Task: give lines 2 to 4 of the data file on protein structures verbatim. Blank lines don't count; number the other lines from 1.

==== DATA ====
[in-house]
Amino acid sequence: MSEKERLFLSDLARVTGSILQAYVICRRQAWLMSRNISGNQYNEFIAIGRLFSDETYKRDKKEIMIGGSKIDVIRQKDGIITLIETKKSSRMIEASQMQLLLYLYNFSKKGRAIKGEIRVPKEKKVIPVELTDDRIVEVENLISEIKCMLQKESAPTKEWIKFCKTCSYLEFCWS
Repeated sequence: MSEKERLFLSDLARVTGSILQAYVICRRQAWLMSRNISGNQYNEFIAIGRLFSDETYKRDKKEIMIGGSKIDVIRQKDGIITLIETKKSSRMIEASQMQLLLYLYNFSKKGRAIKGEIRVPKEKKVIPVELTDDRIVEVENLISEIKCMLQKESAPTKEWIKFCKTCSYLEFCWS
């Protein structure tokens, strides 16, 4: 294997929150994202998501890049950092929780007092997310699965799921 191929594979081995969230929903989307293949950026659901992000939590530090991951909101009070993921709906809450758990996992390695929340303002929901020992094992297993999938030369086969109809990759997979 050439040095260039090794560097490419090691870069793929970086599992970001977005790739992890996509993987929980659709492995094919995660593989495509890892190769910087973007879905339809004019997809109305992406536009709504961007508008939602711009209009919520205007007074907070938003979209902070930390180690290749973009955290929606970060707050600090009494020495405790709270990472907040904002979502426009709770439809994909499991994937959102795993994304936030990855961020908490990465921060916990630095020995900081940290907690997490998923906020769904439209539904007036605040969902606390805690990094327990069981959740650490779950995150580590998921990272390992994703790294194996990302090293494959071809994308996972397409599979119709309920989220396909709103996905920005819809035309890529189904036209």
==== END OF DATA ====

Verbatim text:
Amino acid sequence: MSEKERLFLSDLARVTGSILQAYVICRRQAWLMSRNISGNQYNEFIAIGRLFSDETYKRDKKEIMIGGSKIDVIRQKDGIITLIETKKSSRMIEASQMQLLLYLYNFSKKGRAIKGEIRVPKEKKVIPVELTDDRIVEVENLISEIKCMLQKESAPTKEWIKFCKTCSYLEFCWS
Repeated sequence: MSEKERLFLSDLARVTGSILQAYVICRRQAWLMSRNISGNQYNEFIAIGRLFSDETYKRDKKEIMIGGSKIDVIRQKDGIITLIETKKSSRMIEASQMQLLLYLYNFSKKGRAIKGEIRVPKEKKVIPVELTDDRIVEVENLISEIKCMLQKESAPTKEWIKFCKTCSYLEFCWS
């Protein structure tokens, strides 16, 4: 294997929150994202998501890049950092929780007092997310699965799921 191929594979081995969230929903989307293949950026659901992000939590530090991951909101009070993921709906809450758990996992390695929340303002929901020992094992297993999938030369086969109809990759997979 050439040095260039090794560097490419090691870069793929970086599992970001977005790739992890996509993987929980659709492995094919995660593989495509890892190769910087973007879905339809004019997809109305992406536009709504961007508008939602711009209009919520205007007074907070938003979209902070930390180690290749973009955290929606970060707050600090009494020495405790709270990472907040904002979502426009709770439809994909499991994937959102795993994304936030990855961020908490990465921060916990630095020995900081940290907690997490998923906020769904439209539904007036605040969902606390805690990094327990069981959740650490779950995150580590998921990272390992994703790294194996990302090293494959071809994308996972397409599979119709309920989220396909709103996905920005819809035309890529189904036209």